It was on a relaxed Saturday morning that I did enter the Mission Valley public library. As one would likely expect, the scene was a serene one with the loudest of utterances being hushed whispers. Proceeding to the room designated for the Housing 2050 event largely continued this ambiance, for though the event focused on speakers, an air of (mostly) rational thought prevailed. The discussion began, but minutes after my arrival and before long, everyone within took a seat.
The League of Women Voters assembled a total of four speakers from a variety of backgrounds and careers for the hours that followed. As one could assume from the title of the event, the focus was on the future of housing and its implications for later generations of San Diegans. All of the speakers painted a bleak picture with the only variant amongst them being the severity that they predicted.
They pointed to the far more reasonable prices of the past and the recent rise in the last few decades. However, it is common knowledge to most, and the real discussion came in their thoughts and proposals. One proposed solution was an emphasis on deregulation to lower costs.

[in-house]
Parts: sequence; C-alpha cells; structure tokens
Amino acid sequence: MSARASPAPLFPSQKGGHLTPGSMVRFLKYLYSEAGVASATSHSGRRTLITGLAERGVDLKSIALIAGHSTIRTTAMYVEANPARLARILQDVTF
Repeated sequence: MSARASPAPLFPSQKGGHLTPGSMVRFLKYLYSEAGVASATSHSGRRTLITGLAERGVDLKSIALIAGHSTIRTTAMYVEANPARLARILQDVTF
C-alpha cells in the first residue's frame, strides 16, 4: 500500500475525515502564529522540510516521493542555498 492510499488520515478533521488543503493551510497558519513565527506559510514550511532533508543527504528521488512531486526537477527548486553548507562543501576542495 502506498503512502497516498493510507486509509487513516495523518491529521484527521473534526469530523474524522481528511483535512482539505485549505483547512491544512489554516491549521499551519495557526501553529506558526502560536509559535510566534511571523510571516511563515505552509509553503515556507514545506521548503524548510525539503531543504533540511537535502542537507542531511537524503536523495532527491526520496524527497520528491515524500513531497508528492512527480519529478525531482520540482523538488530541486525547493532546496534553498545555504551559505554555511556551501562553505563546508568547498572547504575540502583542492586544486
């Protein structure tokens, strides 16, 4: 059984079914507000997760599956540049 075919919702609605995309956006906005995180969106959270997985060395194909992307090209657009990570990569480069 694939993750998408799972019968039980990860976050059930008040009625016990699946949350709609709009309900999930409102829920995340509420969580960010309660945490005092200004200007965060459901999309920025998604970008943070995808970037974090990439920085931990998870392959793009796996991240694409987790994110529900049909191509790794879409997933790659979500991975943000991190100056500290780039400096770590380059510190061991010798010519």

Such a project is a reality in many other states that have resulted in relatively lower prices and would be sure to have similar results in California if implemented. Of course, this sensible solution is at odds with the politicians and their political stances that most attending this event have aligned themselves.
Sadly, this contradiction overshadowed much of the rest of the proceedings. The disagreement became exacerbated when another of the possible solutions to the rising prices mentioned was Gavin Newsom’s efforts to force more affluent areas to build additional low-income housing. In addition to the previously mentioned implications, such forced encroachments on the private industry has seldom, if ever done well for the market long term and it is doubtful that such efforts would have any positive effect if they were enacted.
While their concern for future generations is commendable, and some of the ideas presented were promising, the realities of the State and their political alignment make many of the common sense proposals complete non-starters.